The system received enthusiastic approval and support by the SurgicalConsultant to the Eighth Army Surgeon, whose criteria for operation atthe division clearing station have been published (2). Wounds


involving the cranial, pleural, and peritoneal cavities, and woundswith fractures of long bones or associated vascular or peripheral nerveinjury were excluded.

The need for equipment and personnel to administer general anesthesiawas expressed by several divisions. On this subject there are mixed feelings.In one instance we furnished apparatus to a division which had a qualifiedmedical officer anesthetist assigned, and it was profitably used. As apolicy I am against it. In practically all cases that meet the spirit ofthe criteria for operation at the clearing station it can be done underlocal anesthesia.

X-ray equipment is another question. It is not particularly dangerousto use; at least mistakes are not so likely to be fatal in radiology asin anesthesiology. I fail to see that it is essential for the performanceof minor surgery of high professional quality, or for the selection ofpatients for operation. But I feel that it might be justified, on the basisof reduction of manpower loss from disease and nonbattle injury, providedthe situation were quiet, or the requirements for additional personnel,transportation and electric power in the division medical battalion wereclearly met. The Table of Equipment of the clearing company may be theplace to use up (on the basis of one per company, not one per platoon)the recently developed 15 ma. units which most of our hospitals ignoredas useless and wanted no part of.

To summarize the role of the clearing station, and the professionalconsiderations in its operation:


1. To serve as an infirmary for minor medical illnesses, and an emergencyward for wounded.

2. To treat and return to duty appropriate patients.

3. To log out from division records those casualties requiring treatmentby other installations, for whom replacement will be required.

4. To offer small-scale "medical center" services for thepractitioners in forward units: laboratory, pharmacy and consultation.

Professional considerations in evacuation from the clearing stationare:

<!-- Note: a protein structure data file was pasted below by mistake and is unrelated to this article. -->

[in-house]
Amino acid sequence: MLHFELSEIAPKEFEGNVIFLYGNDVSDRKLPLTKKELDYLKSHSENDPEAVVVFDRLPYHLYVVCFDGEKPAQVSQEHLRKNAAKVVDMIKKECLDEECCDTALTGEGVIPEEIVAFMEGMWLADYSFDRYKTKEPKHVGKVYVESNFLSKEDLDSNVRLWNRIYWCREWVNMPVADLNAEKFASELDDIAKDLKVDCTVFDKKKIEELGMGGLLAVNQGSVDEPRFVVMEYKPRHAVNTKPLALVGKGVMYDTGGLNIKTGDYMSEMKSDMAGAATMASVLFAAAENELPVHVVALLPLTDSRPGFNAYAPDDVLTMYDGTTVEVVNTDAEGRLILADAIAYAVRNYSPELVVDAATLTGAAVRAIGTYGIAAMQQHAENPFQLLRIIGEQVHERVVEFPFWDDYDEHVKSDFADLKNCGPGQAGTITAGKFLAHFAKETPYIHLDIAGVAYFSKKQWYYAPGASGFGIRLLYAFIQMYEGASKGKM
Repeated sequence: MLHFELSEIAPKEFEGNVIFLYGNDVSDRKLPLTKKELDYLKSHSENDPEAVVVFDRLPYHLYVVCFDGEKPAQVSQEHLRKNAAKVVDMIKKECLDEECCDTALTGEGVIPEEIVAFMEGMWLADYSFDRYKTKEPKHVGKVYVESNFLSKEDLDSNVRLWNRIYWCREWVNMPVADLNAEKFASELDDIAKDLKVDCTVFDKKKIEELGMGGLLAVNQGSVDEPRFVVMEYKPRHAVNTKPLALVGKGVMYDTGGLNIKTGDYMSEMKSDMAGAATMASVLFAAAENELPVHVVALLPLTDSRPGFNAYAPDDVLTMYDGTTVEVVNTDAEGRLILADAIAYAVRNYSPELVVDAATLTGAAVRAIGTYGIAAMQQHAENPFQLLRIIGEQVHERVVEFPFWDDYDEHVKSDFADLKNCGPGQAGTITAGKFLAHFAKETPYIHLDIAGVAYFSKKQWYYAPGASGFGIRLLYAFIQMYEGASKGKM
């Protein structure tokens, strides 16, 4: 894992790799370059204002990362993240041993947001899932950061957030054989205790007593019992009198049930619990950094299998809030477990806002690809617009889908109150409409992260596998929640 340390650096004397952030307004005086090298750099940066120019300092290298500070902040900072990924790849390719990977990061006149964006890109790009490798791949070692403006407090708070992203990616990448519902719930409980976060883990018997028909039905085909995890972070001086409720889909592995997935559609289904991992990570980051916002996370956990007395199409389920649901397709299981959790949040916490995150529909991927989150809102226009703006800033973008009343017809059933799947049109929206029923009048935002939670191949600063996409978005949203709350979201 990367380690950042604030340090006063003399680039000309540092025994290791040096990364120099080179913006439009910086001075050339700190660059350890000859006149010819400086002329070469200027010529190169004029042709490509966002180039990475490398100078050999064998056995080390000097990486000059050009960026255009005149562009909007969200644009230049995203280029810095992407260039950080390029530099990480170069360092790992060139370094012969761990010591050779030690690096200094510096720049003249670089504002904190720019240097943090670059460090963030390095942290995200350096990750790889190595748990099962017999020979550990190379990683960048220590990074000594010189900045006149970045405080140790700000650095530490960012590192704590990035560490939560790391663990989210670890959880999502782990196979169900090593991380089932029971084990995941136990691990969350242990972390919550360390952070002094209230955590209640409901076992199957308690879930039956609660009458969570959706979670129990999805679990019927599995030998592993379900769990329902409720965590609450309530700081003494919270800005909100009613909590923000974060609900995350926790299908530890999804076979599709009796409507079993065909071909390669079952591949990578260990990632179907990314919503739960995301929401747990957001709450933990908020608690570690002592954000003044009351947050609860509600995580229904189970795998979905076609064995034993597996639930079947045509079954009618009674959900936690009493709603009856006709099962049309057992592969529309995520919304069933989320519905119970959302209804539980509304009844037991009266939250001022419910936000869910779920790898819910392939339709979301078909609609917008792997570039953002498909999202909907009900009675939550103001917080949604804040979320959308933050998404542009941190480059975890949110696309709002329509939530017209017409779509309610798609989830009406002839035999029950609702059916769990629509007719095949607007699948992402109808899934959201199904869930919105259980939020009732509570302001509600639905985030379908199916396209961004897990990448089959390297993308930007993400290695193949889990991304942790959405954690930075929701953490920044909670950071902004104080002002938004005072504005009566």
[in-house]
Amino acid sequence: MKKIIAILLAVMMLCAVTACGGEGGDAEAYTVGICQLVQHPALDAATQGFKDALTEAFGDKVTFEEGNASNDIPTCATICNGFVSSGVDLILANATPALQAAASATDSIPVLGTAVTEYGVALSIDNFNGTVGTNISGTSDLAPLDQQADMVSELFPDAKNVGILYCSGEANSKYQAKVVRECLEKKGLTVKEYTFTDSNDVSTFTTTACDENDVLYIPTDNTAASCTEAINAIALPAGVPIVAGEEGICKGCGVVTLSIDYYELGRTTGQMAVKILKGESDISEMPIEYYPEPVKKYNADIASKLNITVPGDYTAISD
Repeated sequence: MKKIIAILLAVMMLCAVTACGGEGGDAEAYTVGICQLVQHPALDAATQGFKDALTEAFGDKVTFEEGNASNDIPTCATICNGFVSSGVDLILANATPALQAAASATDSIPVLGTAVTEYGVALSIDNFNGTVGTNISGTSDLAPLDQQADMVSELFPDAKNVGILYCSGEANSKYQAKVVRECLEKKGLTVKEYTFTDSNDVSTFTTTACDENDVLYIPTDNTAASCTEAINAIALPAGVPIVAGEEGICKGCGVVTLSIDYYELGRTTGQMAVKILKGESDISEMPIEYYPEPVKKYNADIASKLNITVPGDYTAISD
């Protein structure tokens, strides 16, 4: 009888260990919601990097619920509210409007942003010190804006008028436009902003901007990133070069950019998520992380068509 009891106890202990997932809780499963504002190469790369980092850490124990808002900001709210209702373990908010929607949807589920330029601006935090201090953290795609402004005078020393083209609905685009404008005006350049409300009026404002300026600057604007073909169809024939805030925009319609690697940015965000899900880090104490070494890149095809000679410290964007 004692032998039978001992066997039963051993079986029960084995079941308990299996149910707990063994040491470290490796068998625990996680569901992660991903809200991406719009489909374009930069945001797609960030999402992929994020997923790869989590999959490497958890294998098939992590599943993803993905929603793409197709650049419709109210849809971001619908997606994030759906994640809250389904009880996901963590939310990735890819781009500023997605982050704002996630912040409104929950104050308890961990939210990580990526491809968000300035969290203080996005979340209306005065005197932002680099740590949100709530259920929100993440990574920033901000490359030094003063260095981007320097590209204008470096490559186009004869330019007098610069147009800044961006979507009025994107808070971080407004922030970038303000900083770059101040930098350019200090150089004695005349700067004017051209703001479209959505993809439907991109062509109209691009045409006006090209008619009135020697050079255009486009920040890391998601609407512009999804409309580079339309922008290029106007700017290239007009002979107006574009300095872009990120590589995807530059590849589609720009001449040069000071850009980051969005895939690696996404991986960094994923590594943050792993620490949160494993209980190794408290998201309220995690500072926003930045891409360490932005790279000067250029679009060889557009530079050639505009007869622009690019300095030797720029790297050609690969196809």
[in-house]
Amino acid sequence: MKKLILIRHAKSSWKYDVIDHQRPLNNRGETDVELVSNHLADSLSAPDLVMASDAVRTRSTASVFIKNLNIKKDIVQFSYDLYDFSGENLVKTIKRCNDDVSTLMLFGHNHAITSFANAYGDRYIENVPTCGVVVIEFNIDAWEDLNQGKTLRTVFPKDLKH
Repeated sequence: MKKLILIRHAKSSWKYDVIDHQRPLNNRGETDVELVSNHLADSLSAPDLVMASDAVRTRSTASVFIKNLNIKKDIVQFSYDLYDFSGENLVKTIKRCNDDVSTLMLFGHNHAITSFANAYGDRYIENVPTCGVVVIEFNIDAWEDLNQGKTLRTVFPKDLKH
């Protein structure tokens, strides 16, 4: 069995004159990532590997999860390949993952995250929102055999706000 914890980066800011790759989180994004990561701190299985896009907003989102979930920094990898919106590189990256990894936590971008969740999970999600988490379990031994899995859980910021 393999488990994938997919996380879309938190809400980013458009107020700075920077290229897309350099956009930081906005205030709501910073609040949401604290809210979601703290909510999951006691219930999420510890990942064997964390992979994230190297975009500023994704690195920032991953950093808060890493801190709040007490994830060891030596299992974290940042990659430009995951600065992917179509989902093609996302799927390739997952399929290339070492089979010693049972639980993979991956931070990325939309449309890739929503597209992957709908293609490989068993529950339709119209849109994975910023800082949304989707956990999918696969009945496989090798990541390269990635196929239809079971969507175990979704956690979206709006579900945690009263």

1. Is further evacuation necessary; or can the patient be treated, heldand returned to duty without losing him from the division?

2. Is immediate major surgery necessary? If so, the patient will betransferred to the adjacent surgical hospital, which is also receivingpatients by helicopter direct from the battalion aid station.


3. If the wound does not require immediate major surgery, is it properlyoperable at the clearing station? The patient will in either event be transferredto a rear hospital-after, or for the purpose of, surgery.

The Mission of the Surgical Hospital

A great deal has been said, written and discussed about what the surgicalhospital is supposed to do, and how. Some of the presentations are hastyor prejudiced; a few are contradictory; many are controversial. In spiteof the fact that the basic Table of Organization and Equipment was evolvedonly in 1945, and the only actual experience with the organization wasobtained in Korea, which I have already cautioned is a limited experience,I feel that the mission of the unit is perfectly clear. It is the missionofficially proclaimed in the Training Circular, Field Manuals, and Tableof Organization and Equipment: to provide a mobile surgical facility forthe treatment of seriously wounded casualties within the division area.

You are all familiar with comparable units used in World War II: thePortable Surgical Hospital in the Pacific, and the Field Hospital platoon(reinforced with surgical teams) as originated in the Mediterranean andlater successfully used in Europe. These two organizations met the pressingneed for major surgical facilities located well forward. When the frontis moving, "well forward," of course, means truly mobile. Ourformer surgical hospital, which many of you may not remember, was a 400-bedunit, well equipped, but unwieldy.

In the early days of the Korean war the surgical hospitals were expandedinto 200-bed units comparable to half-scale evacuation hospitals. Theywere located well behind the division cleaning stations, on the line ofcommunications between the divisions and the so-called evacuation hospitals,which then in reality represented a combination between station hospitalsand communications zone general hospitals. The 200-bed unit received anyand all patients from the divisions, thus contributing indirectly to thedeterioration of the clearing stations.

The initial reasons for using the surgical hospitals in this mannerdid not long persist. It was found feasible and quite desirable to locatethe surgical hospitals well forward and to institute an effective selectionsystem in the clearing stations. Although it was not until February 1953that the 200-bed Table of Distribution surgical hospitals officially returnedto 60-bed Table of Organization status, they functioned as the latter throughout1952. They were not, however, located always directly adjacent to divisionclearing stations. Divisions on line were rotated frequently, and a UnitedStates division was often replaced by a division of the Republic of KoreaArmy. In view of the well-developed communications we had at the time,